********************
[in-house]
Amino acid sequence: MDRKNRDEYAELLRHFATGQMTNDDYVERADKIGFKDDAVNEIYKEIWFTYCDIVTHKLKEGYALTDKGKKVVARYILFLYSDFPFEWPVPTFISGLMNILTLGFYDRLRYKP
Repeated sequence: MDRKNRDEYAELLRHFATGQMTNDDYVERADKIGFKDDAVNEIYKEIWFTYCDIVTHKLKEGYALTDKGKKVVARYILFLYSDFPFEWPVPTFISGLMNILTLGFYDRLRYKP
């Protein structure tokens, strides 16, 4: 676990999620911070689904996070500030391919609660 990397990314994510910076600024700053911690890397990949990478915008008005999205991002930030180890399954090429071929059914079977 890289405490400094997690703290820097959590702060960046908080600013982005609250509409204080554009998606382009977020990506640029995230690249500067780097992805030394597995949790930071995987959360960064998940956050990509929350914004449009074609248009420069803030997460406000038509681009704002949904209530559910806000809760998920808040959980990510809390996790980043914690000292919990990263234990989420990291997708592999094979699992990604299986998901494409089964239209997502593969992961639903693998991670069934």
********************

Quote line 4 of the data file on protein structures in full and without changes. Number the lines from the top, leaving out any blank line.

């Protein structure tokens, strides 16, 4: 676990999620911070689904996070500030391919609660 990397990314994510910076600024700053911690890397990949990478915008008005999205991002930030180890399954090429071929059914079977 890289405490400094997690703290820097959590702060960046908080600013982005609250509409204080554009998606382009977020990506640029995230690249500067780097992805030394597995949790930071995987959360960064998940956050990509929350914004449009074609248009420069803030997460406000038509681009704002949904209530559910806000809760998920808040959980990510809390996790980043914690000292919990990263234990989420990291997708592999094979699992990604299986998901494409089964239209997502593969992961639903693998991670069934």